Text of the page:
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Preserve America is a national initiative in cooperation with the Advisory Council on Historic Preservation; the U.S. Departments of Defense, Interior, Agriculture, Commerce, Housing and Urban Development, Transportation, and Education; the National Endowment for the Humanities; the President's Committee on the Arts and Humanities; and the President's Council on Environmental Quality.

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Preserve America Community:
Philadelphia, Pennsylvania

Philadelphia (population 1,517,550), known as the “City of Brotherly Love,” is the fifth largest city in the United States. Founded by William Penn in 1682, the city hosted many significant events during the colonial, revolutionary, and early Republic periods in American history, including the drafting of both the Declaration of Independence and the Constitution. The city served as the capital of the United States from 1790 until 1800, when the federal government relocated to Washington, D.C.

During the 19th century, Philadelphia contributed greatly to America’s burgeoning industrial power as a large-scale manufacturing center. Located along the Delaware River, one of the country’s major waterways and trade routes, Philadelphia also became an important railroad hub. Philadelphia was selected as the site of the 1876 Centennial Exhibition, the first major World’s Fair in the United States, which was held in the city’s grand Fairmount Park.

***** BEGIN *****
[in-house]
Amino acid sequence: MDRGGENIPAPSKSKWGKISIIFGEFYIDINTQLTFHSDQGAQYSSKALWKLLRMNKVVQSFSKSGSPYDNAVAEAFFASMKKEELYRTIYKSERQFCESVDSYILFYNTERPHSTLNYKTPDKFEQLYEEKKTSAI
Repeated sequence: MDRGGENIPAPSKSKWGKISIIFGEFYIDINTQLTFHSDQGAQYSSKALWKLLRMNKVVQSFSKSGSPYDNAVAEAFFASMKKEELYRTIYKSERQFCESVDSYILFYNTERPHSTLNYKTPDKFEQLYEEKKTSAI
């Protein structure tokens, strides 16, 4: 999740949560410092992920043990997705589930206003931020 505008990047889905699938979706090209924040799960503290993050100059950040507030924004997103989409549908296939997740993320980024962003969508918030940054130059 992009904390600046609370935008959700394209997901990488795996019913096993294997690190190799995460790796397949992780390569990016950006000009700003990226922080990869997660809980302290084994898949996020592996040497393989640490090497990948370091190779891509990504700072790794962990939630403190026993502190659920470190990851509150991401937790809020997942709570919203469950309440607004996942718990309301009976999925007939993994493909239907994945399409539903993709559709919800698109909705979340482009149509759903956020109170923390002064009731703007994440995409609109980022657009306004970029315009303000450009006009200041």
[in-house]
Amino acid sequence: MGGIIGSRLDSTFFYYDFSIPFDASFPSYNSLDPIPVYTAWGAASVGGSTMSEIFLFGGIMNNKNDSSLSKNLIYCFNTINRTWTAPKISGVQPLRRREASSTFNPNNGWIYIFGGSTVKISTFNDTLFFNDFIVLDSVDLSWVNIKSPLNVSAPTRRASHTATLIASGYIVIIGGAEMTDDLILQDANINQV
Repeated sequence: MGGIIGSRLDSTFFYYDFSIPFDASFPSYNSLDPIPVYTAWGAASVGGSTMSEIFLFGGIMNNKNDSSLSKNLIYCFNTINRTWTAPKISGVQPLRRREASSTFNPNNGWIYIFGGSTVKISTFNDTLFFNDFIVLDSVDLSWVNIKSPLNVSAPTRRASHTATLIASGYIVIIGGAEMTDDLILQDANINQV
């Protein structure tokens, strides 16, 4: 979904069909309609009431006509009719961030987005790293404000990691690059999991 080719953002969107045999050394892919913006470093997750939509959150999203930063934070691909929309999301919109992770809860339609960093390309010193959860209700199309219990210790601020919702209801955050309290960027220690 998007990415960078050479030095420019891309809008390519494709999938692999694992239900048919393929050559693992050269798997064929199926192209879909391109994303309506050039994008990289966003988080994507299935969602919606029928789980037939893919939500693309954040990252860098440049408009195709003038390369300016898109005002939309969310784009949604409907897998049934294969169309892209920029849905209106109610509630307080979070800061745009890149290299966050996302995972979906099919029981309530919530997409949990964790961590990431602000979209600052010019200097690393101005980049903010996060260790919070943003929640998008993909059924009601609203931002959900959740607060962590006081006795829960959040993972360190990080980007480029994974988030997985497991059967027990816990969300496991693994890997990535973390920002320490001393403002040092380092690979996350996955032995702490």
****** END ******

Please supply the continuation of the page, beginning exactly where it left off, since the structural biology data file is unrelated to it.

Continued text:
Today, Philadelphia is undergoing an economic revitalization due to one of the largest development and construction periods in the city’s history. Its economy is driven by the health care industry, several renowned area colleges and universities, and heritage tourism. Philadelphia’s importance as a historic and cultural center attracts new residents and makes it one of the top tourism destinations in the United States.

Philadelphia’s unparalleled resources span over three centuries of the cultural, social, political, economic, and architectural history of the city, the commonwealth of Pennsylvania, and the nation. Philadelphia is home to the recently opened National Constitution Center, Independence National Historical Park, and the Liberty Bell. Just within walking distance of the Liberty Bell there are 40 cultural institutions, museums, historic sites, and some of the nation’s preeminent archives. Historic Fairmount Park contains seven interpreted National Historic Landmarks, and the city as a whole has 58, as well as seven National Historic Landmark Districts, 401 buildings and structures listed on the National Register of Historic Places, and 53 National Register Districts.

The Independence Visitor Center provides orientation films, themed pick-up guides, and computer information kiosks. The official tourism Web site offers 25 different tour itineraries, and the Heritage Philadelphia Living History Program uses street theater, music, and crafts to entertain and educate more than 825,000 visitors annually. “Once Upon a Nation” interpretive storytellers lead adventure tours on historic themes, events, and personages relating to colonial Philadelphia, improving the visibility of many smaller heritage tourism attractions.

For more information

City of Philadelphia Visitors’ Site: www.phila.gov/visitors/travel_history.html

Greater Philadelphia Tourism Marketing Corporation: www.gophila.com

Posted March 16, 2009

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